1.1        On 4 September 2014 the Senate referred the provisions of the Fair Entitlements Guarantee Amendment Bill 2014 (bill) to the Senate Education and Employment Legislation Committee (committee) for inquiry and report by 24 September 2014.[1]

Conduct of the inquiry

1.2        Details of the inquiry were made available on the committee's website.[2] The committee also contacted a number of organisations inviting submissions to the inquiry. Submissions were received from 14 organisations, as detailed in
Appendix 1.

1.3        A public hearing was held in Melbourne on 17 September 2014. The witness list for the hearing is available in Appendix 2.


1.4        The bill proposes to amend the Fair Entitlements Guarantee Act 2012 (the Act) to provide financial assistance (an 'advance') to cover certain unpaid employment entitlements for eligible employees who lose their job due to the liquidation or bankruptcy of their employer.[3]

1.5        The Fair Entitlements Guarantee Scheme (the Scheme) is the successor of the General Employee Entitlements and Redundancy Scheme (GEERS) that was introduced in 2001 by the Howard government to protect employee entitlements.[4]

Rationale for the bill

1.6        The bill implements the government's 2014–15 Budget announcement to align the maximum redundancy pay entitlement under the Scheme with the maximum set by the National Employment Standards contained in the Fair Work Act 2009.[5] It also restores the level of redundancy pay entitlement that was available under the GEERS Operational Arrangements that were in effect from 22 August 2006 and
31 December 2010.

1.7        Since the Scheme's introduction, the demand for advances has increased significantly. In 2006–07 there were 8626 claimants being paid $72.97 million. In 2012–13 there were 16 019 claimants being paid $261.65 million.[6]  In response to the increasing demand for entitlements under the Scheme and community expectations, the government is seeking to amend the Act to ensure its smooth operation and the Scheme's future sustainability.[7]

Overview of the bill

1.8        Currently, where eligible employees lose their job due to the liquidation or bankruptcy of their employer, they are provided financial assistance under the Scheme to cover certain unpaid employment entitlements. Presently this includes:

1.9        Item 5 of the bill would provide that where a claimant did not take reasonable steps before their employer's insolvency event to be paid debts relating to their unpaid employment entitlements, the Secretary may reduce the amount of the claimant's amount by those debts.[9]

1.10      The explanatory memorandum emphasises that this approach is intended to ensure that employees are still required to actively protect their own interests by pursuing debts, but also allow payments to be made for debts that the employee took reasonable steps to pursue.[10]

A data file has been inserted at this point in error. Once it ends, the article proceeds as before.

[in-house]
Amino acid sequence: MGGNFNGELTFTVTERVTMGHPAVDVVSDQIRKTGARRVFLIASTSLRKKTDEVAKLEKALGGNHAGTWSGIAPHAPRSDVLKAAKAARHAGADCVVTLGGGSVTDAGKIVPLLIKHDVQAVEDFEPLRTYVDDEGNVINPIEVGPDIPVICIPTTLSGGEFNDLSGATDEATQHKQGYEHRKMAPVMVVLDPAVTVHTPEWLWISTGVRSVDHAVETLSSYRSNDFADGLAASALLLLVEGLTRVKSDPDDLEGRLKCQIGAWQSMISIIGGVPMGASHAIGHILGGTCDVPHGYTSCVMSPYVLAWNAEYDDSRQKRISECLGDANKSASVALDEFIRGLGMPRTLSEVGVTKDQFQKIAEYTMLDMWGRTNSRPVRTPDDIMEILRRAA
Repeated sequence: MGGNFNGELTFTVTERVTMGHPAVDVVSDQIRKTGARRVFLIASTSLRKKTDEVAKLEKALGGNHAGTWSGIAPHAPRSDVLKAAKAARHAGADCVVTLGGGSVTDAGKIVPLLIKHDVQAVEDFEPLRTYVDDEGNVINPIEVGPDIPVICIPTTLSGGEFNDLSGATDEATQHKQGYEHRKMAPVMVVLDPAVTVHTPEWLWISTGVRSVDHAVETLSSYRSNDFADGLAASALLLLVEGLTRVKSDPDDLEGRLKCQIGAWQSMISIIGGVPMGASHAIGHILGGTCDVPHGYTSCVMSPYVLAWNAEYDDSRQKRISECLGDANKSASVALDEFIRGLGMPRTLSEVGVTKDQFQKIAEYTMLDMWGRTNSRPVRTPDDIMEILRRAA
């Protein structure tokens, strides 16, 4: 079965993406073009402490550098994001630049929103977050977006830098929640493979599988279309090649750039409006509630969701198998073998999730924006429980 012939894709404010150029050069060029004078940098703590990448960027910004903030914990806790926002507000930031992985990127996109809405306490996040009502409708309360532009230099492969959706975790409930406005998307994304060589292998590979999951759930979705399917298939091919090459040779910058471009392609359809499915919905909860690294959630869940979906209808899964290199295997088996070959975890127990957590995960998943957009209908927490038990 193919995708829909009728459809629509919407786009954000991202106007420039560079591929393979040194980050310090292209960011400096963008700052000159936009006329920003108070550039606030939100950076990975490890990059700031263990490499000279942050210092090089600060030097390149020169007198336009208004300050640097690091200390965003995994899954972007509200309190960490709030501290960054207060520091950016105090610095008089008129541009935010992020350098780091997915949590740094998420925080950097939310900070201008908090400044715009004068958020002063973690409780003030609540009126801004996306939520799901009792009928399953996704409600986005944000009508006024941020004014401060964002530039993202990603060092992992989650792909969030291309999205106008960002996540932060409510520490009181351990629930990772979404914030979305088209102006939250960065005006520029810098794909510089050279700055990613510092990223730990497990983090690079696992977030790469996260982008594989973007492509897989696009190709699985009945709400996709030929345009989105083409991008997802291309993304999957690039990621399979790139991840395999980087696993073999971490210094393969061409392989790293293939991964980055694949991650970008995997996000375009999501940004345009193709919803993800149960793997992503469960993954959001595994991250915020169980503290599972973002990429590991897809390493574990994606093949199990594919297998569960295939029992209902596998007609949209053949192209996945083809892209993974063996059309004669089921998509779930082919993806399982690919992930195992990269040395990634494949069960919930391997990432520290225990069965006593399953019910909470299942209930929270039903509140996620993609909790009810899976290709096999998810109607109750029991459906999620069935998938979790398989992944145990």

1.11      Item 6 of the bill would reinstate a claimant's redundancy pay entitlement to 16 weeks' pay in total.[11]

1.12      In his Second Reading Speech, the Hon. Christopher Pyne MP, Minister for Education, explained that while the advance for redundancy pay under the proposed Scheme will not exceed 16 weeks, employees will still be able to pursue their employers for any remaining unpaid entitlements through the winding-up process.[12]

1.13      The bill also makes a number of technical amendments to clarify the operation of the Act. These amendments will:

1.14      The bill also seeks to establish a funding source in the legislation for certain legal costs associated with applications to the Administrative Appeals Tribunal for review of decisions made by the department. This was suggested by the previous government.

1.15      The bill would commence on 1 January 2015 or the day after the bill has received Royal Assent, whichever is later. However, the amendment relating to the department's funding arrangements would apply from 1 July 2015 to align with the start of the 2015–16 financial year.[13]

Human rights implications

1.16      The explanatory memorandum details the bill's engagement of the right to social security, including social insurance, under Article 9 of the International Covenant on Economic, Social and Cultural Rights (ICESCR). The committee on Economic, Social and Cultural Rights has stated that the right to social security encompasses the right to access benefits without discrimination in order to secure protection from lack of work related income caused by unemployment.[14]

1.17      The explanatory memorandum states that the bill is compatible with human rights because:

... it seeks to maintain the sustainability of the Scheme of financial assistance without compromising minimum entitlements and to the extent that the amendments may limit rights, those limitations are reasonable, necessary and proportionate to that legitimate objective.[15]

Financial Impact Statement

1.18      The explanatory memorandum submits that the bill would have a financial impact, resulting in an estimated saving of $79.4 million over the forward estimates, as illustrated by the table below.[16]

Table 1 - Explanatory Memorandum, Financial Impact Statement[17]












1.19      The committee would like to thank those individuals and organisations who contributed to the inquiry by preparing written submissions and giving evidence at the hearing.

Notes on References

1.20      References in this report to the Hansard for the public hearing are to the Proof Hansard. Please note that page numbers may vary between the Proof Hansard and the official transcript.

Navigation: Previous Page | Contents | Next Page